I’m pretty confused right now.
As I read through Facebook comments (maybe that’s my problem) about several topics, I’ve noticed what I see as a lack of compassion these days.
Specifically as they relate to:
(but oh, so many other topics)
(I’m going to include some links that I think are interesting to read, not necessarily to support my positions, but more to provide additional information)
I guess that folks who are against the Affordable Care Act are against…governmental intrusion into health care? But the free market hasn’t done anything but price healthcare out of the realm of affordability for many.
In my case, I bought Blue Cross/Blue Shield Bronze plans for me, my wife, and each of my two kids (we are all healthy, by the way). My monthly premiums total $795.03 per month, and we each have a $5,200 deductible, with an out of pocket maximum of $12,800. This means that my potential liability, before insurance kicks in, is $21,940 per year – AND THIS IS BETTER THAN IT WAS WHEN I HAD A GROUP POLICY
If everyone in America was covered, and paying premiums into the system, it stands to common sense that premiums would drop, that bankruptcies due to defaults on medical expenses would drop (and then those unpaid bills would not be added to the cost of health care). Of course, there are other problems relating to health care costs, but right now, I’m just talking about affordable health insurance. (http://obamacarefacts.com/costof-obamacare/ )
Why do we treat people who can’t make top dollar with such contempt? Shouldn’t everyone be paid a living wage? Have those who say that paying people a living wage would cause prices to rise, looked at the statistics to back those claims up? (I have, they aren’t true). I often read “They should stay in school, get educated, and climb the ladder” Sounds good, until you remember that not everyone is capable of doing that. Are we saying that those people are not deserving of a living wage? (http://somestufffromian.blogspot.com/2013/12/thoughts-on-living-wage.html)
Given the absolutely miniscule number of voter fraud cases, why are many of us so eager to make it difficult to vote? Why is it that those with the least are so much more likely the ones to be affected by the laws that have been passed in the last few years? (http://www.washingtonpost.com/blogs/wonkblog/wp/2014/08/06/a-comprehensive-investigation-of-voter-impersonation-finds-31-credible-incidents-out-of-one-billion-ballots-cast/)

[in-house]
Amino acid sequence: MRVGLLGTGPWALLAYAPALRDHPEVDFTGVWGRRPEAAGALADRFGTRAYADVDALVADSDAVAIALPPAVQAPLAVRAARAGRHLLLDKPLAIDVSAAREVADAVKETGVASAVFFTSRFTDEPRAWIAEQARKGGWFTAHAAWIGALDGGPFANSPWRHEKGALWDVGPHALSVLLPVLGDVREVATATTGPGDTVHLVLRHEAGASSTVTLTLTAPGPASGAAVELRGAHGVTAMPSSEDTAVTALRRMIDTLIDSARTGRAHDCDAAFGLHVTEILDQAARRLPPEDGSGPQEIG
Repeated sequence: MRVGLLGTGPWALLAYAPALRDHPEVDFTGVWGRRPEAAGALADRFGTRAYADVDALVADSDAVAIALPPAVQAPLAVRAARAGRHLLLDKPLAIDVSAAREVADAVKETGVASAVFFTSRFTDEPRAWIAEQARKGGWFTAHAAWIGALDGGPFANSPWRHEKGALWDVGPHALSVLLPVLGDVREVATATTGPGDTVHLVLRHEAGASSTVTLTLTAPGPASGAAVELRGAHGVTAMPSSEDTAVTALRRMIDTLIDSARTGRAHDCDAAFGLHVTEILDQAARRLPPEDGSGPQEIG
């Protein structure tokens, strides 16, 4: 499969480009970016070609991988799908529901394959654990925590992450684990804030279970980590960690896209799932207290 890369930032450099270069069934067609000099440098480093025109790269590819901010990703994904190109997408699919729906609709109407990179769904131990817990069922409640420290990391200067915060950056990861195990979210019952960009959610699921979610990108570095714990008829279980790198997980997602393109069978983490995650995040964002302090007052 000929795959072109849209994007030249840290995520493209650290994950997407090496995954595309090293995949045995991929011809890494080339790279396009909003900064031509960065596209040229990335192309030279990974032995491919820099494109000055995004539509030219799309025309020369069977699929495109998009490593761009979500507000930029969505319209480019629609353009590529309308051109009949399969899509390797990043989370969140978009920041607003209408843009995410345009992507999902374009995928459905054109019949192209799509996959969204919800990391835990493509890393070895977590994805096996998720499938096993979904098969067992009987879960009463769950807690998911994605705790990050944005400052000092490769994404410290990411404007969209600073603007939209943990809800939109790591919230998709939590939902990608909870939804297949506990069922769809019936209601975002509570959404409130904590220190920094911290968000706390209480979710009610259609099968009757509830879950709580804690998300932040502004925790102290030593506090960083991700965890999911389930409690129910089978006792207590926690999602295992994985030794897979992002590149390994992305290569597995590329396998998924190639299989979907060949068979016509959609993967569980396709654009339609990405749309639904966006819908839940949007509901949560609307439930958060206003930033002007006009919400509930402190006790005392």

The cost of drug testing welfare recipients vs the results makes no economic sense – as a matter of fact, very, very few people are testing positive: In Florida, the overall rate of illegal drug use is 8%, while the failure rate among Florida welfare applicants is 2%. In Utah, 12 people IN TOTAL tested positive in a year’s worth of testing. So, what is the point here? It’s not about saving money, given that the cost of administering these programs is greater than the savings by keeping horrible drug addicts from receiving benefits. Is it about making sure that we shame those who have to apply? Do we feel some sort of collective superiority? (http://thinkprogress.org/economy/2014/08/07/3468610/tennessee-welfare-drug-test-positive/).
Did you know that illegal immigrants are helping to prop up our social security system? Under current law, illegal immigrants are not entitled to social security benefits, but you know what? When a worker, using a fake social security number collects his paycheck, Social Security and Medicare are withheld, and matched by the employer. That money goes into the US Treasury. Over and above that, though, I'm amazed on a daily basis at the nasty, mean spirited things said about these people - I'll tell you this, if I were Guatemalan, and saw an opportunity to make a better life for myself, I'd for damn sure be trying to get here, to a country where hard work can be rewarded. Don't we like that characteristic in people? Why do we feel the need to call these people names? (http://www.immigrationpolicy.org/high-school/top-10-myths-about-immigration)
To me, though, the common theme seems to be a lack of compassion aimed at those who have nothing by those who have something – such as people like the Koch Brothers (whom I consider to be evil, greedy, men), but more surprisingly, by people a few instances of bad luck away from being those people without health insurance, or jobless, or subsisting on government assistance.
And this is why I’m confused. Why is there so much irrational hatred in our country right now? Has it always been like this? I don’t think so. Is it because ordinary people feel like their lives are out of control? That they have no power, and therefore, must hate those who might be seen as someone who is out to get their stuff?